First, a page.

USNS Range Recoverer (T-AG-161)

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USNS Range Recoverer (T-AGM-2) 01.jpg
Career (USA)
Name: USS Range Recoverer
Namesake: A ship stationed in the anticipated landing area of a space vehicle
Builder: Wheeler Shipbuilding Corporation, Whitestone, New York
Laid down: date unknown
Completed: for the U.S.Army in 1944 as FS-278
Acquired: by the Navy April 1960
In service: 22 June 1960 as USNS Range Recoverer (T-AG-161)
Out of service: 1972
Reclassified: 27 November 1960 as Missile Range Instrumentation Ship (T-AGM-2); as Range Tender YFRT-524 (date unknown)
Refit: Pacific Ship Repair, San Francisco, California (as missile tracker)
Struck: date unknown
Fate: sold for scrapping, 1 November 1974
General characteristics
Type: missile range instrumentation ship
Tonnage: 550 tons
Tons burthen: 935 tons
Length: 176' 6"
Beam: 32'
Draft: 11' 5"
Propulsion: Diesel, two 500hp GE Diesel engines, twin screws
Speed: 10 knots
Complement: 24 personnel
Armament: none

USNS Range Recoverer (T-AG-161/T-AGM-2/YFRT-524) was a missile range instrumentation ship responsible for providing radar and/or telemetry track data on missiles launched from American launch sites.

She was built during World War II as U.S. Army U.S. Army FS-278, and was acquired by the U.S. Navy in 1960 as miscellaneous auxiliary and was converted into a missile tracking ship. She continued her missile tracking until being placed out of service in 1972, at which time she was reclassified range tender YFRT-524, and eventually scrapped in 1974.

U.S. Army[edit]

FS-278 was built for the Army in 1944 by the Wheeler Shipbuilding Corp., Whitestone, New York. FS-278 was a Coast Guard-manned Army vessel commissioned at New York on 25 November 1944 departing New York on 17 December 1944, for the Southwest Pacific where she operated at Peleliu, Palawan, etc. during the war. Command transferred to LT D. W. Engle, USCGR on 25 June 1945. From 28 August until 20 September FS-278 transported General Douglas MacArthur's defense planning staff for the Philippine Islands. She was decommissioned 3 October 1945.[1]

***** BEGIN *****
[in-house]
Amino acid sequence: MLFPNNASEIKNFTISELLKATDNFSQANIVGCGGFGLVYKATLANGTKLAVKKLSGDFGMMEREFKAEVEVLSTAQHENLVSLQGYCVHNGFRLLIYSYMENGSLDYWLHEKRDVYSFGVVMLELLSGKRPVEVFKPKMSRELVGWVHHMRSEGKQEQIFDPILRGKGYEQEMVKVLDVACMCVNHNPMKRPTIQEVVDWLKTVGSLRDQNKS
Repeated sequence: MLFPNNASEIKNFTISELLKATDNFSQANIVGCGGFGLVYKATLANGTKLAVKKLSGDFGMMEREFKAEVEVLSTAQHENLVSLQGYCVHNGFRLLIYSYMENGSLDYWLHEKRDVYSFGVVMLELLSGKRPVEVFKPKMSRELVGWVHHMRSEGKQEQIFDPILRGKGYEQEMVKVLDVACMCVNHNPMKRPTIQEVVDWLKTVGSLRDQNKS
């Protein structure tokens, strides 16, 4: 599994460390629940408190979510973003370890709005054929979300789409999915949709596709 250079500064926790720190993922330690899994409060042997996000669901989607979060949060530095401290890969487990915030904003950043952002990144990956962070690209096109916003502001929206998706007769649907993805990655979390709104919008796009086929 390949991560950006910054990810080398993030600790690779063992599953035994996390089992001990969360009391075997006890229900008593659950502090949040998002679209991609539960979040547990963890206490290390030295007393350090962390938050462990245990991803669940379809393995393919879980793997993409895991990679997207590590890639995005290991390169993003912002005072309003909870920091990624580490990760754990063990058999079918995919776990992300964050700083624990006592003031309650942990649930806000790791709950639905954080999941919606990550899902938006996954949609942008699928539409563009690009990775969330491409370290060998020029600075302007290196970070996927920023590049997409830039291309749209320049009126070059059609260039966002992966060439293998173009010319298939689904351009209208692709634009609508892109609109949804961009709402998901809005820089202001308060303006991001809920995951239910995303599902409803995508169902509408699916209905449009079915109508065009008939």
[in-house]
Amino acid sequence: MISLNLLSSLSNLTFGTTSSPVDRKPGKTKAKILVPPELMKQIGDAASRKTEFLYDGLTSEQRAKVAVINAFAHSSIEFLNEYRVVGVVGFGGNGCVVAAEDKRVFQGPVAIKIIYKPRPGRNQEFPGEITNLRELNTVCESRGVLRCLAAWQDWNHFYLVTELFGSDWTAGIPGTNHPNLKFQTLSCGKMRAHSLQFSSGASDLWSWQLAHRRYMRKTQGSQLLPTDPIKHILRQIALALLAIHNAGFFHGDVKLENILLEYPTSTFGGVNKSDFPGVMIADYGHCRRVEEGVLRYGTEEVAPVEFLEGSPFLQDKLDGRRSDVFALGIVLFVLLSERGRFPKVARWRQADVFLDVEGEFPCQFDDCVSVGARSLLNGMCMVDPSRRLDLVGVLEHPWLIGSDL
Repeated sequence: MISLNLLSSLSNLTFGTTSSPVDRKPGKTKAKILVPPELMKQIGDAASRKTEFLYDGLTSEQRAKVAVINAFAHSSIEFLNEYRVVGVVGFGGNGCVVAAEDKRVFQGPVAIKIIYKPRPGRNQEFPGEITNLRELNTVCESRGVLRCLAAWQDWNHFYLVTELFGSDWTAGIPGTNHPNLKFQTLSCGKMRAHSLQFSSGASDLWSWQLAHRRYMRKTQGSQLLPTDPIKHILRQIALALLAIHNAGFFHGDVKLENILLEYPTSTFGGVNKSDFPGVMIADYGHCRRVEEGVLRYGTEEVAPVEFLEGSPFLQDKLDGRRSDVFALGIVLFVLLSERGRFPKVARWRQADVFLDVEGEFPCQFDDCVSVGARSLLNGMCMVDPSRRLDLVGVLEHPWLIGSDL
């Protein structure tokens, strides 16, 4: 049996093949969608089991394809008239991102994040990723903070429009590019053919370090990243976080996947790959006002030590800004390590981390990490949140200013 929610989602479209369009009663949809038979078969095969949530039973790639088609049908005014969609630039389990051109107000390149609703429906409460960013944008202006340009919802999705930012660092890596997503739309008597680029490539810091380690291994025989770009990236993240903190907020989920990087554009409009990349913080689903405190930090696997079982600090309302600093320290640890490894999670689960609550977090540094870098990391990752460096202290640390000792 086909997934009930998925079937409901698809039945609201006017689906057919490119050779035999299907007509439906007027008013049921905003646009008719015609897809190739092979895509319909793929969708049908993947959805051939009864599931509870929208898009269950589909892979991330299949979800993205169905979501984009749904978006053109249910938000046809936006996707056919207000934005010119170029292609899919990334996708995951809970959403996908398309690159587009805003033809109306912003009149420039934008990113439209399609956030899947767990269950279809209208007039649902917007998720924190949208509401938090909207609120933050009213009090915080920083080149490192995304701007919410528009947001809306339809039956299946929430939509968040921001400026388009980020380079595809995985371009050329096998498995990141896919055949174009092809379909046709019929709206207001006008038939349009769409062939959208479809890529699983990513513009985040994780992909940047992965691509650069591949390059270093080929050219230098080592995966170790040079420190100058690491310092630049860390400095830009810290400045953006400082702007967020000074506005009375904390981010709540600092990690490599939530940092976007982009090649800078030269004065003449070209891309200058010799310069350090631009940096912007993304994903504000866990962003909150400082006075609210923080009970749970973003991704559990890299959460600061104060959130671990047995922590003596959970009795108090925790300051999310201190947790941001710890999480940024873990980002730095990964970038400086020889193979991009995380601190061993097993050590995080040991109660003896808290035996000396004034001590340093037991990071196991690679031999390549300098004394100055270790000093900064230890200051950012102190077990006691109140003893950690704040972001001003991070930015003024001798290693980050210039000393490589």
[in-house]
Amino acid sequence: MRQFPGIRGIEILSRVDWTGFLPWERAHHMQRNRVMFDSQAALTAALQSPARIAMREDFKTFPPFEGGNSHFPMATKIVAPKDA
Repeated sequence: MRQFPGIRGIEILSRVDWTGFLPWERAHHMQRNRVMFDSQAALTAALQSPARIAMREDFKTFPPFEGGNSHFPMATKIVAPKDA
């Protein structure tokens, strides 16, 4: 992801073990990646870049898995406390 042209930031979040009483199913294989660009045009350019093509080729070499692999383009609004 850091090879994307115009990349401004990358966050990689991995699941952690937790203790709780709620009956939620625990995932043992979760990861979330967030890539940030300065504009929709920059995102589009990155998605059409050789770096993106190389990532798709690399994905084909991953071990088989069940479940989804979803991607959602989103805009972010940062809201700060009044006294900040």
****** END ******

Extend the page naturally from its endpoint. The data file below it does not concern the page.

U.S. Navy[edit]

The ship was acquired by the Navy in April 1960; converted by Pacific Ship Repair, San Francisco, California; and placed in service with the Military Sea Transportation Service (MSTS) as T-AG-161 on 22 June 1960, Capt. John Strom in command.

Missile tracking activities[edit]

Named Range Recoverer on 12 July, she reported to the Pacific Missile Range in August 1960. On 27 November she was reclassified a missile range instrumentation ship and designated T-AGM-2. She is equipped with telemetry, data processing and radio instruments as well as recovery facilities to retrieve nose cones.

Manned by a Civil Service crew of the Military Sea Transportation Service, Range Recoverer served first as a telemetry and recovery ship on the Pacific Missile Range where she launched, tested, and evaluated the Regulus missile; then, in July 1962, shifted to Little Creek, Virginia, to support the NASA facility at Wallops Island, Virginia. NASA technical party operators used on board equipment, including helix antennas, data recording systems and a communications suite with direction finders to locate and recover payloads.[2] There she replaced two T-1 tankers, Dumont and Whitlock, damaged during a storm.

Since that time, into 1970, Range Recoverer operated out of Little Creek primarily between Wallops Island and the splash down area near Bermuda.

Other services provided[edit]

During the mid-sixties the ship traveled to Greece for coordinated research on a solar eclipse and was visited by the Greek royal family.[3] NASA, assisting other government agencies, has also loaned Range Recoverer to the Virginia Institute of Marine Science and the Woods Hole Oceanographic Institute, to conduct oceanographic surveys off the coast of Virginia.

Final disposition[edit]

Range Recoverer was placed out-of-service in 1972 and reclassified as range tender YFRT-524. She was struck from the Navy List (unknown date) and sold for scrap 1 November 1974.

See also[edit]

References[edit]